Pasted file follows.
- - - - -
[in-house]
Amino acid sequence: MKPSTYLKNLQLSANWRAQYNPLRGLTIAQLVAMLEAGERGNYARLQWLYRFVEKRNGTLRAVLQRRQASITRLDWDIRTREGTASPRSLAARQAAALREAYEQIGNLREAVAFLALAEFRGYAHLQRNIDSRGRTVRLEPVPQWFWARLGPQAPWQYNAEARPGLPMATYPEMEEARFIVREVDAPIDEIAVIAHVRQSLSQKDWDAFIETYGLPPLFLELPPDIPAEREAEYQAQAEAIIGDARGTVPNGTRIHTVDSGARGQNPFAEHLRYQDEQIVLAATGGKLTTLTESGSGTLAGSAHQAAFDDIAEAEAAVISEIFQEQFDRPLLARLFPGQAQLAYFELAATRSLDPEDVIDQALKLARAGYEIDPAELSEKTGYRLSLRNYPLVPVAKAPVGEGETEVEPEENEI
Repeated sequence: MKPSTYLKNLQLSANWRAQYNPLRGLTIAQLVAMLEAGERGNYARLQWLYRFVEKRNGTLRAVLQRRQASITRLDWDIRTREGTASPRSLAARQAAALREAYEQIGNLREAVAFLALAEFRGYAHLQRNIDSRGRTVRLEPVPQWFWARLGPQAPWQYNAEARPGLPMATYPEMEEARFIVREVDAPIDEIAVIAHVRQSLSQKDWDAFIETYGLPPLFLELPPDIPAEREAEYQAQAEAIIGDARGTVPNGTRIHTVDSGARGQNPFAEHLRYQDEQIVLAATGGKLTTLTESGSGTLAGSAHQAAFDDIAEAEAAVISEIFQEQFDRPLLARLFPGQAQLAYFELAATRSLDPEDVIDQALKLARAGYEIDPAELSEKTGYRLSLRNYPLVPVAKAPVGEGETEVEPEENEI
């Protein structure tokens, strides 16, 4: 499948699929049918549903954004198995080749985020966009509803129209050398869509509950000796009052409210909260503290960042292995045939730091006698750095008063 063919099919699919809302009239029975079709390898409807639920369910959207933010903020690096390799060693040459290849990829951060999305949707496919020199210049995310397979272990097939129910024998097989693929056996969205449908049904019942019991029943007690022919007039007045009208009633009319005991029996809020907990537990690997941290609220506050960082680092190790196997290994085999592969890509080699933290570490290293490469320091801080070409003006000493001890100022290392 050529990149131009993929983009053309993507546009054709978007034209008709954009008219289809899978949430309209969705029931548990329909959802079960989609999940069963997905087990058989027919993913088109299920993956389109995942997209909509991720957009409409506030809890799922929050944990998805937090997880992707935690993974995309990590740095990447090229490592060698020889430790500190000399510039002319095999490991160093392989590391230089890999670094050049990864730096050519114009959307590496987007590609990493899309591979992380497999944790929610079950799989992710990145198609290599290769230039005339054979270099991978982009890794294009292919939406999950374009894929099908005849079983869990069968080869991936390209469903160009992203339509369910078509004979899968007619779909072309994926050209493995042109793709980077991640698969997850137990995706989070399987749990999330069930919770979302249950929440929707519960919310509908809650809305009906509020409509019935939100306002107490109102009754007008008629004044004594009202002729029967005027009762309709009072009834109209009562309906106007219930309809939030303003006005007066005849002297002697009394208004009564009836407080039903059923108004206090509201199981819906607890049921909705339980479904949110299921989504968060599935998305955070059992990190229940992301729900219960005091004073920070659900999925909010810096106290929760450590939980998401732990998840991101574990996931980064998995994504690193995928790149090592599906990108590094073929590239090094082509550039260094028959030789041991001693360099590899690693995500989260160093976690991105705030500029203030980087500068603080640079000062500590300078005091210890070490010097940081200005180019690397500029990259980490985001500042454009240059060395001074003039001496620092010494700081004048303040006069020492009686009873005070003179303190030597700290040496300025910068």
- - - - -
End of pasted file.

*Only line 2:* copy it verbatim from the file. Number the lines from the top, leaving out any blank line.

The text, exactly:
Amino acid sequence: MKPSTYLKNLQLSANWRAQYNPLRGLTIAQLVAMLEAGERGNYARLQWLYRFVEKRNGTLRAVLQRRQASITRLDWDIRTREGTASPRSLAARQAAALREAYEQIGNLREAVAFLALAEFRGYAHLQRNIDSRGRTVRLEPVPQWFWARLGPQAPWQYNAEARPGLPMATYPEMEEARFIVREVDAPIDEIAVIAHVRQSLSQKDWDAFIETYGLPPLFLELPPDIPAEREAEYQAQAEAIIGDARGTVPNGTRIHTVDSGARGQNPFAEHLRYQDEQIVLAATGGKLTTLTESGSGTLAGSAHQAAFDDIAEAEAAVISEIFQEQFDRPLLARLFPGQAQLAYFELAATRSLDPEDVIDQALKLARAGYEIDPAELSEKTGYRLSLRNYPLVPVAKAPVGEGETEVEPEENEI